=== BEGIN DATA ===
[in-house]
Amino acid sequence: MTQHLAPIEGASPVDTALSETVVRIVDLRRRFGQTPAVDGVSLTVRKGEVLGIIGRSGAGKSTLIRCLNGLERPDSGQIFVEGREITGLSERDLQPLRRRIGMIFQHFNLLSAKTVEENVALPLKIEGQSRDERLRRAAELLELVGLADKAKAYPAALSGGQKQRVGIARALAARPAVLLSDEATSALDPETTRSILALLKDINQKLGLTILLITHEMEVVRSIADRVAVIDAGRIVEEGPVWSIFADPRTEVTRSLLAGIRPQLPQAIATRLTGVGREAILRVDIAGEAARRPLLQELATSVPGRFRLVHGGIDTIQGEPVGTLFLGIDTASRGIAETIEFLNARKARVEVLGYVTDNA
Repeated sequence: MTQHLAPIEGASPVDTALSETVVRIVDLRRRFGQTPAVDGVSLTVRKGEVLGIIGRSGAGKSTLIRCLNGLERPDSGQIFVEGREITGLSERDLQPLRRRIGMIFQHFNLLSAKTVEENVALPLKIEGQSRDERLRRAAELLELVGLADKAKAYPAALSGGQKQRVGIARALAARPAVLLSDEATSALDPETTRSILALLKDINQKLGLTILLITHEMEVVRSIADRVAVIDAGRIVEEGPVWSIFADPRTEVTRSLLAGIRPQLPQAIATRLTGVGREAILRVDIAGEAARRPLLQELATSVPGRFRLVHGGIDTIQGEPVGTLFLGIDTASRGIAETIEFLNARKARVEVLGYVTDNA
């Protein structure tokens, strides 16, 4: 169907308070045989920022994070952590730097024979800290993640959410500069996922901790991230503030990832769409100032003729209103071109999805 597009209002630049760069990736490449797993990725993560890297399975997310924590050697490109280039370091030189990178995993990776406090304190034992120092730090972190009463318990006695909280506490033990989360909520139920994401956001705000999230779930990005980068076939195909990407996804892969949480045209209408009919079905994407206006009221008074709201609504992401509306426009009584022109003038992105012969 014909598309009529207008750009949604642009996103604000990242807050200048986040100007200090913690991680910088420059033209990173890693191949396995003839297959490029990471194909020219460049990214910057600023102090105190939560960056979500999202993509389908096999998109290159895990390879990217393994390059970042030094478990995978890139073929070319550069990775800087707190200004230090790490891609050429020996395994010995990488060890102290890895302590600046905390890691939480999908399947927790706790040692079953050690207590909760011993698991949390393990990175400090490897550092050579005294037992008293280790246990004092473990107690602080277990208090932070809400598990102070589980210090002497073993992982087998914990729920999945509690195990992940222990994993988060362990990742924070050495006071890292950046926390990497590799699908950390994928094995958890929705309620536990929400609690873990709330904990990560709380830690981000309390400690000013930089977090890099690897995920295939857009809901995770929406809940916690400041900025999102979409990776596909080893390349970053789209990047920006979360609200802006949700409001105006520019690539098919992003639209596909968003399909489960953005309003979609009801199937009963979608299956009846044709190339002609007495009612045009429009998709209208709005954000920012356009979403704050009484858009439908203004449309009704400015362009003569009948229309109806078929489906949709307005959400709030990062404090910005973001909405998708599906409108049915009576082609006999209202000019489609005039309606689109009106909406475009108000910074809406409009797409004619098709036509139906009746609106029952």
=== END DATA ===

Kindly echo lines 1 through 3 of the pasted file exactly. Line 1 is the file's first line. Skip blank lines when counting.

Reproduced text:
[in-house]
Amino acid sequence: MTQHLAPIEGASPVDTALSETVVRIVDLRRRFGQTPAVDGVSLTVRKGEVLGIIGRSGAGKSTLIRCLNGLERPDSGQIFVEGREITGLSERDLQPLRRRIGMIFQHFNLLSAKTVEENVALPLKIEGQSRDERLRRAAELLELVGLADKAKAYPAALSGGQKQRVGIARALAARPAVLLSDEATSALDPETTRSILALLKDINQKLGLTILLITHEMEVVRSIADRVAVIDAGRIVEEGPVWSIFADPRTEVTRSLLAGIRPQLPQAIATRLTGVGREAILRVDIAGEAARRPLLQELATSVPGRFRLVHGGIDTIQGEPVGTLFLGIDTASRGIAETIEFLNARKARVEVLGYVTDNA
Repeated sequence: MTQHLAPIEGASPVDTALSETVVRIVDLRRRFGQTPAVDGVSLTVRKGEVLGIIGRSGAGKSTLIRCLNGLERPDSGQIFVEGREITGLSERDLQPLRRRIGMIFQHFNLLSAKTVEENVALPLKIEGQSRDERLRRAAELLELVGLADKAKAYPAALSGGQKQRVGIARALAARPAVLLSDEATSALDPETTRSILALLKDINQKLGLTILLITHEMEVVRSIADRVAVIDAGRIVEEGPVWSIFADPRTEVTRSLLAGIRPQLPQAIATRLTGVGREAILRVDIAGEAARRPLLQELATSVPGRFRLVHGGIDTIQGEPVGTLFLGIDTASRGIAETIEFLNARKARVEVLGYVTDNA